- Inflation rates are declining, but core inflation, is likely to remain higher than desired.
- A recession in Europe was avoided for now, but the shrinking purchasing power of consumers and the high financing costs for companies are likely to weigh on growth.
- We expect the banking turmoil to be contained, but caution is advised.
- Selectivity and diversification are therefore crucial. Companies with little pricing power and high financing needs are under the most pressure. We prefer defensive sectors.
- An escalation of the banking crisis would cause stock market prices and interest rates to fall sharply, while credit spreads on bonds would widen significantly.
- Geopolitical risks are practically incalculable. A further escalation of the war in Ukraine would be highly inflationary and, at the same time, growth-inhibiting.
Economic growth has surprised to the upside in recent months. However, expectations were low at the same time. Many analysts expected the euro area to fall into recession as early as the end of 2022 due to the energy crisis. Thanks to a mild winter, alternative energy sources and a reduction in consumption, the energy bottleneck was handled better than expected.
Leading economic indicators, such as the global purchasing managers' index, which stood at 53.4 points in March, point to an improvement in the economic growth. However, a strong upswing is not to be expected.
Shrinking purchasing power due to high inflation is set to weigh on demand in the medium term. At the same time, households and businesses are facing significantly higher financing costs than in recent years.
We expect inflation to continue to decline over the year. But even at the end of 2023, inflation is likely to still be above the central banks' targets in many places. The following four factors support this view:
- Compared to last year, gas and oil prices in Europe have now fallen by 66% and 34%, respectively. This is having a positive impact on headline inflation. Spain’s inflation, for example, halved to 3.1 % in March. However, the core rate, excluding food and energy prices, remains stubbornly high at 7.5 %. The year-on-year drop in energy prices should still have a positive impact on inflation in April. Starting in May, the oil cartel OEPC+ plans to cut oil production by more than 1 million barrels per day. This might heighten price pressures somewhat.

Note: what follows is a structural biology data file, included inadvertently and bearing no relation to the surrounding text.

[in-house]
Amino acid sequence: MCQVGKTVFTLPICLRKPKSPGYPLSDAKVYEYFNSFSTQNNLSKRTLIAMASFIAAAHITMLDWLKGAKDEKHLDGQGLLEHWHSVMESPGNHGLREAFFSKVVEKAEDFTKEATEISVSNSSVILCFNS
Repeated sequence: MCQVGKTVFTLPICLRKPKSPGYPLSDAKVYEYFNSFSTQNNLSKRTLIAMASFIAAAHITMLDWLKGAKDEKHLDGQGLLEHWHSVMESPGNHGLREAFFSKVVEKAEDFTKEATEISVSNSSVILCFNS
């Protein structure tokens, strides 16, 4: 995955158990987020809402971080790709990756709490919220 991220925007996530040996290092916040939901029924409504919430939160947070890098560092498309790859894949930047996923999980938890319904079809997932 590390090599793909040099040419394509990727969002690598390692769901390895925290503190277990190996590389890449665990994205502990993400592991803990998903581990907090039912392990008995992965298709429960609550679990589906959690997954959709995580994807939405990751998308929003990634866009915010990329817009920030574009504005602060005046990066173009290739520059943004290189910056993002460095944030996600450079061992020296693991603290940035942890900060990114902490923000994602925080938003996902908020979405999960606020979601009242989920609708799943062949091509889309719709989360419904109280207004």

- Material and supply bottlenecks have already eased significantly. The end of China’s zero-covid policy should further support the recovery.
- Interest rate hikes are starting to take effect. Monetary policy has a delayed impact on the economy and thus on inflation. Studies show that it takes 12 to 18 months after a policy rate hike for the maximum decline in prices to become apparent.
- Historically low unemployment rates in Europe and the US are supporting wage growth and thus inflation, especially in services. The US labor market in particular is incredibly tight. In January, there were more than 5 million more vacancies than job seekers.
Forecast uncertainty regarding inflation developments remains high. A geopolitical escalation could push commodity prices and thus inflation up again, while an escalation of the banking crisis would have a deflationary effect.
In conclusion, weak growth overall and still elevated inflation are to be expected for 2023.
The rapid and strong rise in interest rates has negative consequences. The collapse of Silicon Valley Bank (SVB) and other US regional banks at the beginning of March is one such. Fears of a large-scale banking crisis spread. As a result, global bank shares lost 16% of their value within two and a half weeks.
One implications of the sharp rise in interest rates last year is that banks have large unrealised losses on their books. For US banks, these amounted to over USD 620 billion at the end of 2022 (see chart). This becomes problematic when a bank suddenly runs out of liquidity and is forced to sell assets and thus realise these losses. This was the case at SVB (more on this in the section "Bonds").